Dysregulation of transcription

Curaxin-induced changes in chromatin structure have profound effects on transcription. Some genes, such as those regulated by p53 or ISGs become activated, while many others are inhibited (e.g., MYC and genes regulated by NF-kappaB, HSF1, etc.). While upregulation of p53-regulated genes and ISGs makes sense due to the observed stabilization of p53 and production of interferons in curaxin-treated cells, the mechanisms underlying inhibition of expression of other genes are not completely clear. Possible explanations include disruption of promoter/enhancer interactions or occurrence of pervasive transcription following curaxin binding to DNA. Loss of nucleosomes is a known trigger of transcription initiated from cryptic promoters that are not utilized under basal conditions. While the origins of these cryptic promoters are not completely clear, some of them are remnants of ancient retroviral LTRs, that are kept silent by being packaged in heterochromatin. Relaxation of the normal transcriptional controls imposed by chromatin structure results in pervasive, cryptic, and divergent (i.e., proceeding in both sense and anti-sense directions) transcription, all of which may interfere with normal transcription.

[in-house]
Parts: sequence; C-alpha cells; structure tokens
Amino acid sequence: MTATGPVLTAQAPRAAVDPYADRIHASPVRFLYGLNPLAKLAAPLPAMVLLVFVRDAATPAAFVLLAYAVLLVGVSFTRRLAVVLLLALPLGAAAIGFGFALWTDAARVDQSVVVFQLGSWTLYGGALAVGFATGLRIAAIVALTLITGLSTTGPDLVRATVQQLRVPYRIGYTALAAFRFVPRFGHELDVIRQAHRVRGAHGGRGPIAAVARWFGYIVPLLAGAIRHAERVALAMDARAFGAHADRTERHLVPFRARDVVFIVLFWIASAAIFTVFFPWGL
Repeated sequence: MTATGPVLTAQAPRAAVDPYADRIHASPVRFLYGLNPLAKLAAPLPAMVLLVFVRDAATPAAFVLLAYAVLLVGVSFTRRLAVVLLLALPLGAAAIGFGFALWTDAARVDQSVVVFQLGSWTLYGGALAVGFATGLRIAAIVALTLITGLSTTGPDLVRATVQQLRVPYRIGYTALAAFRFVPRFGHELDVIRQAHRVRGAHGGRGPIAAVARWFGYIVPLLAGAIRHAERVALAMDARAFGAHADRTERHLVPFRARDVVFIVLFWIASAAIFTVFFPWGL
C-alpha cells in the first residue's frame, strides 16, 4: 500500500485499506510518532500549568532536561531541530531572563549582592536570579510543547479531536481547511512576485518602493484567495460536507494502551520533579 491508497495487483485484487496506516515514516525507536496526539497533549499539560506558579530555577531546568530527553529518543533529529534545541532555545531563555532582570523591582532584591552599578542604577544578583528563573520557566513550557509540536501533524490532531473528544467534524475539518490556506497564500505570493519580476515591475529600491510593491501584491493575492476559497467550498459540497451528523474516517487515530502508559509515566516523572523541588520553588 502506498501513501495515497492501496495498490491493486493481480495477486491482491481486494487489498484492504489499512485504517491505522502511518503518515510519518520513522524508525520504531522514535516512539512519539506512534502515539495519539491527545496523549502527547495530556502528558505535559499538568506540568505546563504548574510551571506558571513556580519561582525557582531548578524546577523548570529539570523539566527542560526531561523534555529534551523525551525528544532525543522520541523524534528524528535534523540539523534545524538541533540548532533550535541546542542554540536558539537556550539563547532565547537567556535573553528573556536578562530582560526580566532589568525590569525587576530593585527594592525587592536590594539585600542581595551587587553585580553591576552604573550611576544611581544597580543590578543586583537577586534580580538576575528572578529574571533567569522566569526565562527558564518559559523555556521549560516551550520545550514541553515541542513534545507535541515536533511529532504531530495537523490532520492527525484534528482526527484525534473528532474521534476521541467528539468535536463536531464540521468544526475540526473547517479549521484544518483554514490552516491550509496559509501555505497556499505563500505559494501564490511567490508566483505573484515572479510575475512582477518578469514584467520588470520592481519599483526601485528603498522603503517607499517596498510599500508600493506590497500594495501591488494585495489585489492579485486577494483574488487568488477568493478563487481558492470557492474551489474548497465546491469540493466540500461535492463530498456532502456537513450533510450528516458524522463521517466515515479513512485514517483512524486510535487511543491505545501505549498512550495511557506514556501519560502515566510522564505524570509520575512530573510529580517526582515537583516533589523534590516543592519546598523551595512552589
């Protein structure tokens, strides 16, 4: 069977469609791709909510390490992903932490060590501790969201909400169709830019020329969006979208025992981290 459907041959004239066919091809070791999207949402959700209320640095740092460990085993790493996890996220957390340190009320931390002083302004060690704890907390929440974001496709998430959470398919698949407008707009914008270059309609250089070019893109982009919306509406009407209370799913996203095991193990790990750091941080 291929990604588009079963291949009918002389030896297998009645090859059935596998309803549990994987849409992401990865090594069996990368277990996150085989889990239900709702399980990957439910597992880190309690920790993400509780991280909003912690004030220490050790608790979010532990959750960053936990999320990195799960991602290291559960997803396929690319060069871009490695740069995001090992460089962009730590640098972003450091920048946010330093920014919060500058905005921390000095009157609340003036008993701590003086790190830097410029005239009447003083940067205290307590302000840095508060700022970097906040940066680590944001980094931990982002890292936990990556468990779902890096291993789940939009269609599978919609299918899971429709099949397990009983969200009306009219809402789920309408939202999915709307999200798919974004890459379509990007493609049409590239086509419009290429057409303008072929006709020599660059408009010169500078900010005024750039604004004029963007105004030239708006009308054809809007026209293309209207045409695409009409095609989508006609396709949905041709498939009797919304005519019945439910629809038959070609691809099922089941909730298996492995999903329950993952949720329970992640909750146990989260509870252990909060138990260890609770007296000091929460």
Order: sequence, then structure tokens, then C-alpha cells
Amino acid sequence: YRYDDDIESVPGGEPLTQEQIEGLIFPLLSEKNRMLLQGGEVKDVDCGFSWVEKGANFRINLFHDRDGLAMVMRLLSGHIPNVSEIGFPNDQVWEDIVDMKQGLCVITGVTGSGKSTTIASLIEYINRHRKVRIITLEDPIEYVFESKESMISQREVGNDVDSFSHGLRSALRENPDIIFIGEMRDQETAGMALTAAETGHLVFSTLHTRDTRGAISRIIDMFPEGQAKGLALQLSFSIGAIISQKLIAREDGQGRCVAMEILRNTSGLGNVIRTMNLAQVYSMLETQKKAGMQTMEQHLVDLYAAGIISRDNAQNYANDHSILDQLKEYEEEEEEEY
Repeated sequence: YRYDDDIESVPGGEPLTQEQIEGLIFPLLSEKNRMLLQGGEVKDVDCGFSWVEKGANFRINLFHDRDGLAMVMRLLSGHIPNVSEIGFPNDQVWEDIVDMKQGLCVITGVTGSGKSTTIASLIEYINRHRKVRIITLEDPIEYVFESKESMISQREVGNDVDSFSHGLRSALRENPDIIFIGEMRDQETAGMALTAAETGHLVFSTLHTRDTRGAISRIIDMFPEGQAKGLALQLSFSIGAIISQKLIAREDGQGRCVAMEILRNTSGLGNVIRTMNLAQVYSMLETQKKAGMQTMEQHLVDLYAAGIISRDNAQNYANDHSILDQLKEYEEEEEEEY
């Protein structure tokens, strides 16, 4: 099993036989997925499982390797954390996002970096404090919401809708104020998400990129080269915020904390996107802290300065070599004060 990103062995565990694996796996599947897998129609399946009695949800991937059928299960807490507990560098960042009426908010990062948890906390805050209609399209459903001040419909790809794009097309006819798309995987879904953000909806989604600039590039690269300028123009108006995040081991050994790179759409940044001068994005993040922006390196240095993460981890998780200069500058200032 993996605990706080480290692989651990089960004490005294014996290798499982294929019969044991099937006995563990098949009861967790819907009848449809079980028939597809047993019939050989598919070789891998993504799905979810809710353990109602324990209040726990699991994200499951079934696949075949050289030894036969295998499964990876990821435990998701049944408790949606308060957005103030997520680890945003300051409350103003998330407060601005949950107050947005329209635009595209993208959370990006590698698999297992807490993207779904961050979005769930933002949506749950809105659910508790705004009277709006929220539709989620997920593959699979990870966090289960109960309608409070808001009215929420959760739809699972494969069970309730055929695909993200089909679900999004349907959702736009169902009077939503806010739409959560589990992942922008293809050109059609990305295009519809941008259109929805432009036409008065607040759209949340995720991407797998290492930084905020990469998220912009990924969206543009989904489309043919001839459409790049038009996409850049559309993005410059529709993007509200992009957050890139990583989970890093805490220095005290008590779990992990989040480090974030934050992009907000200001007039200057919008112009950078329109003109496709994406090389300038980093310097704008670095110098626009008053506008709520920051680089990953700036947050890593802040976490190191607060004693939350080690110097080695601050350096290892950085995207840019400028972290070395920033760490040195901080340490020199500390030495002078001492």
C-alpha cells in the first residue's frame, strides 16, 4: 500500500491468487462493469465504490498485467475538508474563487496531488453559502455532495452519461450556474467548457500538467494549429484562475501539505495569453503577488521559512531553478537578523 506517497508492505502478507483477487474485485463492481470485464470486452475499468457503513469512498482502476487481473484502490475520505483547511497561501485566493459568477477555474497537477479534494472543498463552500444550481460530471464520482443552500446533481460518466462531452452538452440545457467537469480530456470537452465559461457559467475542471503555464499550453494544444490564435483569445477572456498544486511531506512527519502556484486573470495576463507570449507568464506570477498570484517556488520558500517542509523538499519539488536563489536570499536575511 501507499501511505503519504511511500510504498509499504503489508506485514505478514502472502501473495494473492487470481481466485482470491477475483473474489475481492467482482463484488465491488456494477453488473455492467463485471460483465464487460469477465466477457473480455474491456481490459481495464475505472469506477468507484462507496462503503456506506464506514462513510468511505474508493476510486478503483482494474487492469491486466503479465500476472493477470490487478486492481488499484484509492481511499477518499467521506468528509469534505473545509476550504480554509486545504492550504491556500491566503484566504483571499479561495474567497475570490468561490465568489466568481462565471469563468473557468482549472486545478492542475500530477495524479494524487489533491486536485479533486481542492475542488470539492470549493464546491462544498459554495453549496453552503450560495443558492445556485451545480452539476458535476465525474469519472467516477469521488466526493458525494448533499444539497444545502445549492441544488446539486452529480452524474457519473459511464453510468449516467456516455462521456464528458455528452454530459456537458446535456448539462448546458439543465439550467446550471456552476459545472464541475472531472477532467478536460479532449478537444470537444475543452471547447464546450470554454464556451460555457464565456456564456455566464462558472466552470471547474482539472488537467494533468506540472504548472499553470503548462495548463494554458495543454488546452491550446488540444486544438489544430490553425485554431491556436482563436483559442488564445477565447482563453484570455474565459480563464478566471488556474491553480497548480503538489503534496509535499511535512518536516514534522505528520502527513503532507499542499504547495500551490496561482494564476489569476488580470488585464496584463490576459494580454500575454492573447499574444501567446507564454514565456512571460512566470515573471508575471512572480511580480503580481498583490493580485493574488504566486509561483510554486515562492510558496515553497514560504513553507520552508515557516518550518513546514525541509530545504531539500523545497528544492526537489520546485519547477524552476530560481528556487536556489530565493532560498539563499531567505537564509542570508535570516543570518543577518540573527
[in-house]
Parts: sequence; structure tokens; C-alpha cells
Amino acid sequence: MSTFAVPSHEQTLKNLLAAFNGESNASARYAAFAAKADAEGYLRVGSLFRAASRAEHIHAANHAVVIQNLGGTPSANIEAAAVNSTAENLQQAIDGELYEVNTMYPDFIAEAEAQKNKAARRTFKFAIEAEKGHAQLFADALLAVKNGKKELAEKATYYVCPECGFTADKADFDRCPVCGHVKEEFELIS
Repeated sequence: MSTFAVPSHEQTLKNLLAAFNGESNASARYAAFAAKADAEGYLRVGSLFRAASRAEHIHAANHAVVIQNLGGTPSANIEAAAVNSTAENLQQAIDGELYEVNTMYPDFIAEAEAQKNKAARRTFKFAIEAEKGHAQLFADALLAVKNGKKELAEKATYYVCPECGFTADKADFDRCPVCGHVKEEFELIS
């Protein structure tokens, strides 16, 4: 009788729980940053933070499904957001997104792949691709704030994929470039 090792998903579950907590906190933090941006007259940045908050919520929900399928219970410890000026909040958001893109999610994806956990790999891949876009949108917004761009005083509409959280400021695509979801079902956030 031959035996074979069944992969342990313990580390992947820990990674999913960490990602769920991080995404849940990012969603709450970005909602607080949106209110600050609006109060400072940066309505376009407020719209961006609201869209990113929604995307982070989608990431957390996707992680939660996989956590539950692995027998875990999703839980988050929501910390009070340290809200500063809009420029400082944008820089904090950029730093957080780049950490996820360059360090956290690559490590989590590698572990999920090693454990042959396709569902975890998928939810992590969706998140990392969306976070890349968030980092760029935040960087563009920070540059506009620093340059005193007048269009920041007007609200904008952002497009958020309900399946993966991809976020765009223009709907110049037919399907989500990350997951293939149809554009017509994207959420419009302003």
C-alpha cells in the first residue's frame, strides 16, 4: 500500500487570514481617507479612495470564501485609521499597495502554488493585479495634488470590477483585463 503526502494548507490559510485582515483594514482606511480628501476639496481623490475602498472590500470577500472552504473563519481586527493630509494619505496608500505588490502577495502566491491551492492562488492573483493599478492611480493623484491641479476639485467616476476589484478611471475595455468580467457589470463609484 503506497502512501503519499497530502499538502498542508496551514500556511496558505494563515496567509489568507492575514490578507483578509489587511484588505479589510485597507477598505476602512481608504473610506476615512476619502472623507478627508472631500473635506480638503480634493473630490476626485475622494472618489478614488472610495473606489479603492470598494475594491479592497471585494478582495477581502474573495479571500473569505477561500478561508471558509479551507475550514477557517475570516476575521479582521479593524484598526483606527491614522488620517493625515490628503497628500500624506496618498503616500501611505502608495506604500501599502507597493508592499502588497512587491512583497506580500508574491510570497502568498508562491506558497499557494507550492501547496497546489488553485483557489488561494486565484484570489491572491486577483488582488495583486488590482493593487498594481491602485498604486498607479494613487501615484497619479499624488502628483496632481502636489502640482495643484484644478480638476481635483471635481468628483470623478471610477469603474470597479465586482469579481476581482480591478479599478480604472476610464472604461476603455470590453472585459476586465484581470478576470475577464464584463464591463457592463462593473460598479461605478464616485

Cellular growth arrest

Growth arrest is observed in cells treated with the relatively low concentrations of curaxins that do not induce significant nucleosome disassembly, but only chromatin opening accompanied by eviction of linker histone H1 and occasional loss of outer histones H2A and H2B. This effect is reversible upon drug removal, especially in normal cells. In tumor cells, continued exposure to curaxins results in transition from growth arrest to cell death.

Cell death